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Math Help - Estimating the Dirichlet Kernel

  1. #1
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    Estimating the Dirichlet Kernel

    Hi!

    I need help with the following problem:

    Let D_n (theta) = sum(k=-N to N) e^ik(theta)= sin ((N+1/2)theta)/sin(theta/2) and define L_n = 1/2Pi integral (from - Pi to Pi) |D_n (theta)| d(theta)
    prove that L_N is greater than or equal to c log (N) for some constant c>0

    Hint: show that |D_n(theta)| is greater than or equal to c sin ((n+1/2)theta)/|theta| change variables and prove that
    L_n greater than or equal to c intergral (from Pi to N Pi) |sin(theta)|/|theta| d(theta) +O(1). Write the integral as sum (k=1 to N-1) integral (k pi to (k+1) Pi. To conclude use the fact that sum (k=1 to n) 1/k is greater than or equal to c log n.

    (It can also be found on Fourier analysis: an introduction - Google Books)

    The first part is quite easy (use |theta| is greater than or equal to |sin(theta)|)
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  2. #2
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    This is a longish proof, but the hint takes you through it in fairly manageable steps. Which step (or steps) is giving you difficulties?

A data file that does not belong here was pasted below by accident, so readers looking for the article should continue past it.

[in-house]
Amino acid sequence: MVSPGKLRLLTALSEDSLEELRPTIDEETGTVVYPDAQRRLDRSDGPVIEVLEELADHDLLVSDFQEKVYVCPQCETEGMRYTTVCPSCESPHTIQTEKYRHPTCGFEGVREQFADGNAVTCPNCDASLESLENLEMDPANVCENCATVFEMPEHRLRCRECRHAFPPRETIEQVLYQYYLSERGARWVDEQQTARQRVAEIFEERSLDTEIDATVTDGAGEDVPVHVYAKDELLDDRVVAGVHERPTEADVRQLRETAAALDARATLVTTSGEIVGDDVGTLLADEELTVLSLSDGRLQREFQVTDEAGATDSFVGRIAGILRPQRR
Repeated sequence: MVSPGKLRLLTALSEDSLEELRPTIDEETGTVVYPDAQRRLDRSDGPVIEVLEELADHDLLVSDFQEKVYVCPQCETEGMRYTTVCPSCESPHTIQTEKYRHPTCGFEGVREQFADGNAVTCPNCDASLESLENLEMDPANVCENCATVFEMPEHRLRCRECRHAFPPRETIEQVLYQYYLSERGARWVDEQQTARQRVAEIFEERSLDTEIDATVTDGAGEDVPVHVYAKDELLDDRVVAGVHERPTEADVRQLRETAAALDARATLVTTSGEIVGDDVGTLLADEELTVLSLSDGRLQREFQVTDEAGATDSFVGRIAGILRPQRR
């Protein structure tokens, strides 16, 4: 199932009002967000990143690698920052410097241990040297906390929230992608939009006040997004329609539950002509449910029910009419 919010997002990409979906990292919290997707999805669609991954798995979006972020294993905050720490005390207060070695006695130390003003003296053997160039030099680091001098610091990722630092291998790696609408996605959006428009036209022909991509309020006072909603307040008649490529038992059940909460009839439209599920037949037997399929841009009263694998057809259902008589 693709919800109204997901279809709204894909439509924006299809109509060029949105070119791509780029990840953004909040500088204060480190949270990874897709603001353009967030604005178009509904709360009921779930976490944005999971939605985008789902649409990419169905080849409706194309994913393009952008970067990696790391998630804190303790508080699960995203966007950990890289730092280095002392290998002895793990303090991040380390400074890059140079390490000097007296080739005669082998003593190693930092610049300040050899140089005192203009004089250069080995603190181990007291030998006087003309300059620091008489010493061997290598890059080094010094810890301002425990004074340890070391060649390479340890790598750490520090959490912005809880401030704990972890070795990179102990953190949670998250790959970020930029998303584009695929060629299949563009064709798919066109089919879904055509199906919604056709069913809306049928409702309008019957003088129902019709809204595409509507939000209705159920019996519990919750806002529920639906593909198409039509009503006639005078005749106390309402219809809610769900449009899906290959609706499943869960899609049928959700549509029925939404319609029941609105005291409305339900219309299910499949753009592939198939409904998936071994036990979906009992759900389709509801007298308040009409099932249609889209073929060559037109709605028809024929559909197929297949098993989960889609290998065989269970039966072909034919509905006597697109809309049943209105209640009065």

One thing to look out for is that the letter c is being used for a constant (that is, it must be independent of N and theta), but it's not necessarily the same constant at each step of the proof.
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  3. #3
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    Hi!

    I only have the "last" step left, i.e. I've managed to write the integral as the sum (k=1 to N-1) integral (k pi to (k+1) Pi) |sin(theta)|/|theta| d(theta). How do I continue? I guess I somehow need to show that my integrals are bigger than or equal to 1/k... But how?
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  4. #4
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    Quote Originally Posted by mgarson View Post
    I only have the "last" step left, i.e. I've managed to write the integral as \sum_{k=1}^{N-1} \int_{k \pi}^{(k+1)\pi} \frac{|\sin\theta|}{|\theta|}\, d\theta. How do I continue? I guess I somehow need to show that my integrals are bigger than or equal to 1/k... But how?
    Use the fact that |\sin\theta|\geqslant \frac12 in the interval from (k+\frac16)\pi to (k+\frac56)\pi. Also, in that interval \frac1\theta \geqslant \frac1{(k+1)\pi}. This tells you that

    \displaystyle\int_{k \pi}^{(k+1)\pi} \frac{|\sin\theta|}{|\theta|}\, d\theta \geqslant \int_{(k+\frac16) \pi}^{(k+\frac56)\pi} \frac1{2(k+1)\pi}\, d\theta = \frac{4/3}{k+1}.
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